Dancing in public was such a weird thing in the early 1970’s. My generation wanted to shake it but there was no place to go. In San Francisco you’d hear that you could dance at a certain bar on a certain night or that this one place had a jukebox if things didn’t get out of hand. But rumors abounded of police busts, mafia connections and liquor licenses being revoked. Discotheque was a 1960’s word, disco had yet to be invented.
Then in 1975 the first great gay dance bar opened, Buzzby’s on Polk Street. It was a small storefront we all crammed into. It was soon followed by Oil Can Harry’s at Ellis and Larkin.
Oil Can’s was huge and always crowded on the weekends. Attendance would fall off during the week, however, so they would often do promotions. One Wednesday they did a Nostalgia ’77 contest.
The trend of the day was for the 1950’s: Grease, Sha-Na-Na and Happy Days were on everyone’s minds. Not me, I wanted my Carnaby Street back. That night I wore a red vinyl mini-tunic, an asymmetrical bob wig, and go-go boots. In a sea of circle skirts, saddle shoes and pony tails, I stuck out like a sore thumb. I won.
In 1978 I met Brian. He talked to our mutual friend Kathy about entering The Outrageous Beauty Contest at the punk club Fab Mab. She told him bluntly, “you’ll never win it without B.” So he called me and we started working on it.
With “outrageous” the theme, the elements of judging included: swimsuit–me in a mesh two piece with picture hat walking my poodle Brian; musical–I played the Hallelujah Chorus on a toy piano in a Bishop’s miter while he sang; and cooking–Brian did a Julia Child impression making a sauce then called for his assistant. I appeared in an outfit of tiered spaghetti and he dumped the putanseca over my head.
Our finale was Jack & Jackie. He laid on the catafalque with his exposed brain matter (doctored tripe) while I stood behind him in the pink suit reciting poignant passages from the Inaugural Address. We won.
In 1979 Ted Kennedy was planning to run for president. For Halloween I went as “Joan, the next Kennedy widow.” I wore a sleek black suit and a blonde fall which looked sexy even though no one got who I was. Brian and I went over to the Castro to hang out for a while then decided to head back to Polk.
There were no cabs so I took off my stilettos and walked the two miles in my stocking feet. At the ‘N Touch we saw some kind of competition on stage and heard a big crowd. Brian said, “put your shoes on, we’re going in.”
A drag queen was hosting a costume contest and pulling audience members up on the stage. She didn’t have much presence and came across as a control freak more interested in rules and regulations than in entertaining. She spotted me and called me up.
I’ve been on stage many times and live for that indefinable moment I am now going to try to define. It feels like a surge where individuals in the audience meld into a monolith of energy you fight. You’re simultaneously petrified and fearless. It’s not an a+b=c thing that can be programmed. It just happens sometimes. And when it does it’s better than any drug I’ve ever done (which I’ll save for another post.)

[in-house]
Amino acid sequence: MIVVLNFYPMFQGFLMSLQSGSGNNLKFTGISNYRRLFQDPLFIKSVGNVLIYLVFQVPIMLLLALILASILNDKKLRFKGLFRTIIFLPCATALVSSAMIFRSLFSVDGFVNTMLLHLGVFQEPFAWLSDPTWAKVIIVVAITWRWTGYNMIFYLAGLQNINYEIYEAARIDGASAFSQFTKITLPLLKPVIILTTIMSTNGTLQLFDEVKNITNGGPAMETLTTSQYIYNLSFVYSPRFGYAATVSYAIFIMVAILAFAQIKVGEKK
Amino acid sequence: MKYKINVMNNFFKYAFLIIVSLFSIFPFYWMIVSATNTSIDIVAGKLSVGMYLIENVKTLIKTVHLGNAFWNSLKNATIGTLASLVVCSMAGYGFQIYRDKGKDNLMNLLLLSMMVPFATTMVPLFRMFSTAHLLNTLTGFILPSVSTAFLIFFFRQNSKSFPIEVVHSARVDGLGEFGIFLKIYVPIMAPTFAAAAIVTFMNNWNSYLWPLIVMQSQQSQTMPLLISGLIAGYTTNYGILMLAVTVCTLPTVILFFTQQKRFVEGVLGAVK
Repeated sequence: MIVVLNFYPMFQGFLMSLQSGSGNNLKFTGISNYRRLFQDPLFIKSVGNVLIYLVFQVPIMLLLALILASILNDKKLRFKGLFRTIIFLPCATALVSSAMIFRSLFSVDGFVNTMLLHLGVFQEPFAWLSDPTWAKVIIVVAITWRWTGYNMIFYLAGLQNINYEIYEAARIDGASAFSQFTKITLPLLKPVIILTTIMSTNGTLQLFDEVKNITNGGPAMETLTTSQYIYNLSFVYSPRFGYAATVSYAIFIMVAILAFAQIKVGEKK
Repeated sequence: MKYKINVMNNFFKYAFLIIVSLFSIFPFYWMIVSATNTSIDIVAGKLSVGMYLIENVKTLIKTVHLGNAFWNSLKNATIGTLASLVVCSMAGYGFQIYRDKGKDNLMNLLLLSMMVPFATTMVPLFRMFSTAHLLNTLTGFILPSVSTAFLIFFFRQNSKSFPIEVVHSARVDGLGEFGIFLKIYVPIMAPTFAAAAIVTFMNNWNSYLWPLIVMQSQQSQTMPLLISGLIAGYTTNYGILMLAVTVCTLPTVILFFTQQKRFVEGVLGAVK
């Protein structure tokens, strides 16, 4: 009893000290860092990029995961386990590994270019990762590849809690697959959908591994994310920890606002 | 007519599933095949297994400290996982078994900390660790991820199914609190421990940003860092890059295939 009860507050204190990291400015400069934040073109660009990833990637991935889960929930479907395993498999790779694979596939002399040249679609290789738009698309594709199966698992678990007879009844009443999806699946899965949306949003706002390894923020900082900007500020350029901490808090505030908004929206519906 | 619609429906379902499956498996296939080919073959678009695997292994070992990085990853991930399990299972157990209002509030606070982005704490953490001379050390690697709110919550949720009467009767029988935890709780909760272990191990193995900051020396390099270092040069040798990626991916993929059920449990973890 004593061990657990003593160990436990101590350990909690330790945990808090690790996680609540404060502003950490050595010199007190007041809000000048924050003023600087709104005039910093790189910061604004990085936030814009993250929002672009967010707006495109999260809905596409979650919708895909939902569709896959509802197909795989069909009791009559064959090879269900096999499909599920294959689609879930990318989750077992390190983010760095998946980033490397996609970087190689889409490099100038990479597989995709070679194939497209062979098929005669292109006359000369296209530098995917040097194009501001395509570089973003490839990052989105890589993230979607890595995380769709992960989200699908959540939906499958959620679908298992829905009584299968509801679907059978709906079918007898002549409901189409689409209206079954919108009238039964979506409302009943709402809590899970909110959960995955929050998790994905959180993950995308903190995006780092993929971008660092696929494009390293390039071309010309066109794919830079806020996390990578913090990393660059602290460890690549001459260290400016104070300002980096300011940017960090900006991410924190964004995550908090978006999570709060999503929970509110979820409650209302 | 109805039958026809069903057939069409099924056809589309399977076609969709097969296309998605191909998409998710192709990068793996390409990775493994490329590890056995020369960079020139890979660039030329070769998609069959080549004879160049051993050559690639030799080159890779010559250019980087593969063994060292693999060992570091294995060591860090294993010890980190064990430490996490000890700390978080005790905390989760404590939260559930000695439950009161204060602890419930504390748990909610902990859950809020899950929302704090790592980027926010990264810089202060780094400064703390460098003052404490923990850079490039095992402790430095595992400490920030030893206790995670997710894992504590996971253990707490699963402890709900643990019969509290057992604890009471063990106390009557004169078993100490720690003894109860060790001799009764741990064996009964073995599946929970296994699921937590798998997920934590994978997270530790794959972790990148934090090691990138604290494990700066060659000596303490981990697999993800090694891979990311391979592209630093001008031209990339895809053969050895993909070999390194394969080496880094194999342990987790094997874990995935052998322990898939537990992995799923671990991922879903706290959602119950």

It happened that night at the ‘N Touch and all I had to do was slither and goad. The crowd loved it. After I did my turn I crossed the stage for the “interview portion” of the competition. The MC clearly resented my popularity and I only made things worse by being flip with my answers to her stupid questions.
I found Brian afterwards who said “you’re going to win this.” We stayed and had a drink as the MC’s dreadful patter brought down the room. The electricity I’d felt on stage quickly dissipated into general mulling and indifference.
Finally she started naming the winners, corny best this and best that awards. Then the countdown began with fifth runner-up. When she got to third the crowd had had enough. They started chanting and stomping in unison “We want blond-ie! We want blond-ie!” It got so loud it drowned out the hapless hostess.
Brian dashed to the Ma and Pa store next door and returned just as I was pronounced the winner. He had a couple of bottles of cheap bubbly that he shook violently. As I took my victory lap on stage I popped them to spray the audience. Everyone went wild. Except the MC who shouted, “That does it! Get off the stage! You’re out of the competition!”
So what. Who needs titles when you have hearts and minds.
When my upstairs neighbor Jim was in the final stages of moving out last June we decided we couldn’t ignore the store-room we shared downstairs any longer. We spent an evening pulling out stuff, laughing and tossing. And marveling at a couple of discoveries we made like his Tahitian grog bowl and this picture of me.
Mark and Charley did this as the centerfold for the 1968 program. I had the original framed with all the printers marks intact and gave it to my friend Brian. He wanted to redo it and glam it up, take off the markings and put it in a glitzier frame. I wouldn’t let him. I liked exposing the process.
As natural as the image may seem, there’s a lot that goes into making a legend. It’s not as easy as it looks.